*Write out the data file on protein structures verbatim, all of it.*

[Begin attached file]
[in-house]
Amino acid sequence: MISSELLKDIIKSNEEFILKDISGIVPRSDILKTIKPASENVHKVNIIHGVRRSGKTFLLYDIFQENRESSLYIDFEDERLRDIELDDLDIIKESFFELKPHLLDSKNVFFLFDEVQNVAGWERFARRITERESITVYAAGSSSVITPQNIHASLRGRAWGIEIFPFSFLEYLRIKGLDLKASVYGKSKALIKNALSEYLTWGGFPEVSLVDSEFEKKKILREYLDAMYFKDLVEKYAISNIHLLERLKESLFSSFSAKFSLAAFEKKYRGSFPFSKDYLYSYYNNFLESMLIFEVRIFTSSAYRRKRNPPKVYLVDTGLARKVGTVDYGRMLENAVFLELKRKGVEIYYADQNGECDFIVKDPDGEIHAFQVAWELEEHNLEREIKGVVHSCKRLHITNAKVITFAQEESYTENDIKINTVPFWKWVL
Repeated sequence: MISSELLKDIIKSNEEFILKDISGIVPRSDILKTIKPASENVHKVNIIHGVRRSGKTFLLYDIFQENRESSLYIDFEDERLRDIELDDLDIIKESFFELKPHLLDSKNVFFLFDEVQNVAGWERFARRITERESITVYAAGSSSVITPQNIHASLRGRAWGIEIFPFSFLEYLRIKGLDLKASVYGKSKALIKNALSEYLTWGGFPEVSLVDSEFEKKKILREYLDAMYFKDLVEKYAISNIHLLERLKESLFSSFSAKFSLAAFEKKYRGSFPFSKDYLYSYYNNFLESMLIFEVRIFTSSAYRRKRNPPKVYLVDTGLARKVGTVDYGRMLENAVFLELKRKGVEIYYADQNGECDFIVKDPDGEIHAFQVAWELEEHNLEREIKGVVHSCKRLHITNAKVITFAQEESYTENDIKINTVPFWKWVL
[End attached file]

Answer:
[in-house]
Amino acid sequence: MISSELLKDIIKSNEEFILKDISGIVPRSDILKTIKPASENVHKVNIIHGVRRSGKTFLLYDIFQENRESSLYIDFEDERLRDIELDDLDIIKESFFELKPHLLDSKNVFFLFDEVQNVAGWERFARRITERESITVYAAGSSSVITPQNIHASLRGRAWGIEIFPFSFLEYLRIKGLDLKASVYGKSKALIKNALSEYLTWGGFPEVSLVDSEFEKKKILREYLDAMYFKDLVEKYAISNIHLLERLKESLFSSFSAKFSLAAFEKKYRGSFPFSKDYLYSYYNNFLESMLIFEVRIFTSSAYRRKRNPPKVYLVDTGLARKVGTVDYGRMLENAVFLELKRKGVEIYYADQNGECDFIVKDPDGEIHAFQVAWELEEHNLEREIKGVVHSCKRLHITNAKVITFAQEESYTENDIKINTVPFWKWVL
Repeated sequence: MISSELLKDIIKSNEEFILKDISGIVPRSDILKTIKPASENVHKVNIIHGVRRSGKTFLLYDIFQENRESSLYIDFEDERLRDIELDDLDIIKESFFELKPHLLDSKNVFFLFDEVQNVAGWERFARRITERESITVYAAGSSSVITPQNIHASLRGRAWGIEIFPFSFLEYLRIKGLDLKASVYGKSKALIKNALSEYLTWGGFPEVSLVDSEFEKKKILREYLDAMYFKDLVEKYAISNIHLLERLKESLFSSFSAKFSLAAFEKKYRGSFPFSKDYLYSYYNNFLESMLIFEVRIFTSSAYRRKRNPPKVYLVDTGLARKVGTVDYGRMLENAVFLELKRKGVEIYYADQNGECDFIVKDPDGEIHAFQVAWELEEHNLEREIKGVVHSCKRLHITNAKVITFAQEESYTENDIKINTVPFWKWVL